April 18, 2013
Fossil Dinosaur Egg Reveals Unusual Incubation Technique And Evolutionary Link To Birds
Lee Rannals for redOrbit.com - Your Universe Online
Researchers at the University of Calgary and Montana State University have found a small North American dinosaur that incubated its eggs in a way similar to some modern brooding birds.
In a report of their findings that appeared recently in the journal Paleobiology, the scientists wrote about their close examination of the shells of fossil eggs found in Alberta and Montana from a small meat-eating dinosaur called Troodon. They said this dinosaur species would have buried the bottoms of its egg in mud.
"Based on our calculations, the eggshells of Troodon were very similar to those of brooding birds, which tells us that this dinosaur did not completely bury its eggs in nesting materials like crocodiles do," says study co-author Darla Zelenitsky, assistant professor of geoscience at the University of Calgary.
David Varricchio, lead author of the paper and an associate professor of paleontology at Montana State, says both the eggs and surrounding sediments indicate only partial burial of the eggs. He said this means "an adult would have directly contacted the exposed parts of the eggs during incubation."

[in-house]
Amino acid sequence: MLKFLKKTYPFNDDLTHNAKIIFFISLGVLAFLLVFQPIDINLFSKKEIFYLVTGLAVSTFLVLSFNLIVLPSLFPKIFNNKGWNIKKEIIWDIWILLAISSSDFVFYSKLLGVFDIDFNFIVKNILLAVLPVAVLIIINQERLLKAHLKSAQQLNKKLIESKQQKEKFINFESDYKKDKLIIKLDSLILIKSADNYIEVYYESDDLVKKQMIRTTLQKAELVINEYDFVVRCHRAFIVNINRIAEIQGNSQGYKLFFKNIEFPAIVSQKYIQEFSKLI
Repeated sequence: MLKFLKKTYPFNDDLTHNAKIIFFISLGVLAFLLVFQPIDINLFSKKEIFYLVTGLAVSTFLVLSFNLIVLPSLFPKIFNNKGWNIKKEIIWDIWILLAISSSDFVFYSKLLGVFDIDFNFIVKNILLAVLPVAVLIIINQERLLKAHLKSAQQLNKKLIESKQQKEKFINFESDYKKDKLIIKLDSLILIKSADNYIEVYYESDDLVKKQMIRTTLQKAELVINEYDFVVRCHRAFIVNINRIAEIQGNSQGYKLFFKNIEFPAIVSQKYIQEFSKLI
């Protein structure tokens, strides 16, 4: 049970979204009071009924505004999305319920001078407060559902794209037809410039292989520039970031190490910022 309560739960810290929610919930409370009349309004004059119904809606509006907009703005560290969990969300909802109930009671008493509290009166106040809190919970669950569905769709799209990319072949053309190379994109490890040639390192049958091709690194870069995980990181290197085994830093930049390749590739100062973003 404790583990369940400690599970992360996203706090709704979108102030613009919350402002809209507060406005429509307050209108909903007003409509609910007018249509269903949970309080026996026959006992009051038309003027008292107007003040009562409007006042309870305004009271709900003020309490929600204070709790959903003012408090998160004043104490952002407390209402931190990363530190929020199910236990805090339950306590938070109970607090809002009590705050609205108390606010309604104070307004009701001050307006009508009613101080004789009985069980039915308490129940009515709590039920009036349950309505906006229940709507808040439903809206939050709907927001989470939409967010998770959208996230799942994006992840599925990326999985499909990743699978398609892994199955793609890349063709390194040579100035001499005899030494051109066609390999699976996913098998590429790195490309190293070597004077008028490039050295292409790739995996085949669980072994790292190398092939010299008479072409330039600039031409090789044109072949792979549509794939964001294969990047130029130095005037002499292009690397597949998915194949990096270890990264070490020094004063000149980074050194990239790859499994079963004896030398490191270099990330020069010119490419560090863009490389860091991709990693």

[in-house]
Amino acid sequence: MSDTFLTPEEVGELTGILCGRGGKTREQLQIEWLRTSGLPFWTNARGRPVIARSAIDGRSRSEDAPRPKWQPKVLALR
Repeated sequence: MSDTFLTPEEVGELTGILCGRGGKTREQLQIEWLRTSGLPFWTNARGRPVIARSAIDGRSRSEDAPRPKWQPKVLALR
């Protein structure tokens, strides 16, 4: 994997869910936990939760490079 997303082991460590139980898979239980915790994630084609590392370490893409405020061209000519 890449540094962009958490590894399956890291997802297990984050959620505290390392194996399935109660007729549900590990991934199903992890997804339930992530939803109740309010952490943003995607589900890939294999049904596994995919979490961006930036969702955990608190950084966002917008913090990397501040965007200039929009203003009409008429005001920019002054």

While Troodon´s nesting style is unusual, Varricchio says that it shares similarities with the Egyptian Plover. This bird broods its eggs while they are partially buried in the nest´s sandy substrate.
Paleontologists have long looked for answers to the question of how dinosaurs incubated their eggs because of the scarcity of evidence for incubation behaviors. Scientists know that crocodiles and birds that completely bury their eggs for hatching have eggs with many pores to allow for respiration. However, the eggs of brooding birds, which don't bury their eggs, have far fewer pores.
The team measured the pores in the shells of Troodon eggs to assess how water vapor would have been conducted through the shell compared to the eggs of contemporary crocodiles, mound-nesting birds and brooding birds.
"For now, this particular study helps substantiate that some bird-like nesting behaviors evolved in meat-eating dinosaurs prior to the origin of birds. It also adds to the growing body of evidence that shows a close evolutionary relationship between birds and dinosaurs," Zelenitsky says.
The 1993 blockbuster film Jurassic Park helped to emphasize the theory that birds evolved from dinosaurs, but this theory is not just shared by all researchers. Evidence published last year in the journal Current Biology showed evidence of how one dinosaur with a more primitive version of a wing could be the distant relative of birds.
Another discovery in 2010 of a hump-backed dinosaur added further evidence to the connection between theropods and birds. This dinosaur had limbs featuring knobs that resembled proto-feathers.